As Mom walked in the front door at home after work holding a flat box, her lanky teens Rick and Randy cast a shadow over the petite woman and sniffed with appreciation. They followed her and the aroma to the kitchen.
“Pizza! Extra large! Yum!” Randy took it from her outstretched arms and exclaimed as he opened the box, “Oh, man! It has everything good on it! Pepperoni! Extra cheese! Sausage! Green pepper! Olives!”
“Thanks for the ordering the supreme!” Rick gushed, “We are soooo hungry!”
What else is new in teenaged boys? Mom thought. At least they had something more to say than, “What’s there to eat around here?”
While she changed to casual clothes, her sons thought over how to set the table. With hope and hunger, the teens got out only two plates and a pizza cutter.
Randy called out through the closed door, “Say, Mom, didn’t you say you had a potluck at work today? We saw your salad in the refrigerator. You don’t want any of this pizza, do you?”
Already one of the two had started cutting the crust right down the middle into two pieces.
Hunger: a perpetual condition of growing teens.
Being hungry isn’t a new condition. Once freed from 500 years and many generations of slavery, the Israelites peered at the barren dry desert around them, complaining that in Egypt, they had meat, garlic, fish, vegetables, garden produce and seasonings—as much as they wanted!
Surely someone in that huge crowd, maybe even a teenager, might have asked, “What is there to eat around here?” An expanse of sand and rock reached out to the horizon. Along the Nile River delta, they were used to green and well-watered produce from the land. This desert didn’t even look habitable and watering holes were few.
But God reminded them of his all-knowing presence with Moses relaying God’s words: “I have heard the grumbling of the Israelites. Tell them, ‘At twilight you will eat meat, and in the morning, you will be filled with bread. Then you will know that I am the Lord your God.’” [Exodus 16:11:12]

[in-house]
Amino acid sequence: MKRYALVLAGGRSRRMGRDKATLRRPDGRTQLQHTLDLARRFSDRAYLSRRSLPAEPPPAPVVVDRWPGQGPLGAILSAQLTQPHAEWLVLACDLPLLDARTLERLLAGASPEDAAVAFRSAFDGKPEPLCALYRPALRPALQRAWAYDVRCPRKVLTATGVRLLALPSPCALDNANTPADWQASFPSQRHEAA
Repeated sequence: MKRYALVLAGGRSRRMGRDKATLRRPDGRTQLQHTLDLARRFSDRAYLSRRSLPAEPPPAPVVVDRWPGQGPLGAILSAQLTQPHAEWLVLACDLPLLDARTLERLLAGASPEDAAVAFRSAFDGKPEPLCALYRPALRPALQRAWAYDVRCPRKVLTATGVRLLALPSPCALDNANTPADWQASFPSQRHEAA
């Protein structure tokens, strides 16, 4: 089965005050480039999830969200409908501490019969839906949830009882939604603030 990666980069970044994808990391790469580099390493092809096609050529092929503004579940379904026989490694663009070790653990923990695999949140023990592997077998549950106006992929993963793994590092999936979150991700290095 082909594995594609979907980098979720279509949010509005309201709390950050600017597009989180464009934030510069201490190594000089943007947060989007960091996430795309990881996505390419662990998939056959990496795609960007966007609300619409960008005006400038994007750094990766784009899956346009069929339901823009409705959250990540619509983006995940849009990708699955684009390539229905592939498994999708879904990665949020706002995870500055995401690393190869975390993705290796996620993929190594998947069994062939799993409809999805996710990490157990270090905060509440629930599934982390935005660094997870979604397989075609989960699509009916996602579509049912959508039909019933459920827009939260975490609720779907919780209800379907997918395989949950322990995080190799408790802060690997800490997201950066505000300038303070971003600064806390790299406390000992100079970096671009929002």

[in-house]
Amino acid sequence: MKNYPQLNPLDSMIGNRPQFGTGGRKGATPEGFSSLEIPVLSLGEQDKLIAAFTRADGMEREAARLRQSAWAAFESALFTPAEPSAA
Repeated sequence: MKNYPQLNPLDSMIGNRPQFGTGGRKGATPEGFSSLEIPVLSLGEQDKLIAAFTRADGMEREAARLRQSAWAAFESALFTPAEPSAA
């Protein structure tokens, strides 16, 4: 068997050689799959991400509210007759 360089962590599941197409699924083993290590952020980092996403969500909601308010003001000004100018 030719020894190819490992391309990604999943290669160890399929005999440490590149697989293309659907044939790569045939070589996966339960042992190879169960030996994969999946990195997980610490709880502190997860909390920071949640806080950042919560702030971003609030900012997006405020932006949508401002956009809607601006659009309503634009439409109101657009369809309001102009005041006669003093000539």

God provided manna each day for forty years, serving it up over thousands of days and mealtimes. The daily bread stopped when the Israelites camped on the plains of Jericho and celebrated their first Passover in the promised land. Shortly after, with God’s help, they conquered Jericho without raising a weapon. They ate from the produce of the conquered land after that.
God’s provision. Just as the Israelites transitioned from a lush landscape to a bare one, depending completely on God for daily needs, so our lives may be like that at times, too. Barren and dry. But trusting the Lord for needs, just as the Israelites did, is a rich experience that deepens faith.
“What’s there to eat around here?” It’s a fair question. The answer is, “What God provides.” That’s a promise never broken. It proves, “Then you will know that I am the Lord your God.’”
Whether that is pizza or manna, it will be enough.
[Jo Russell is a Christian speaker, author of scores of articles, a half dozen anthology contributions, and award-winning Which Button Do You Push to Get God to Come Out? A Humorous Devotional for Women. available from Amazon.com and her speaking engagements. [Jo lives in northeast Arizona and writes a popular humorous weekly blog on her website, http://www.button-to-god.com.]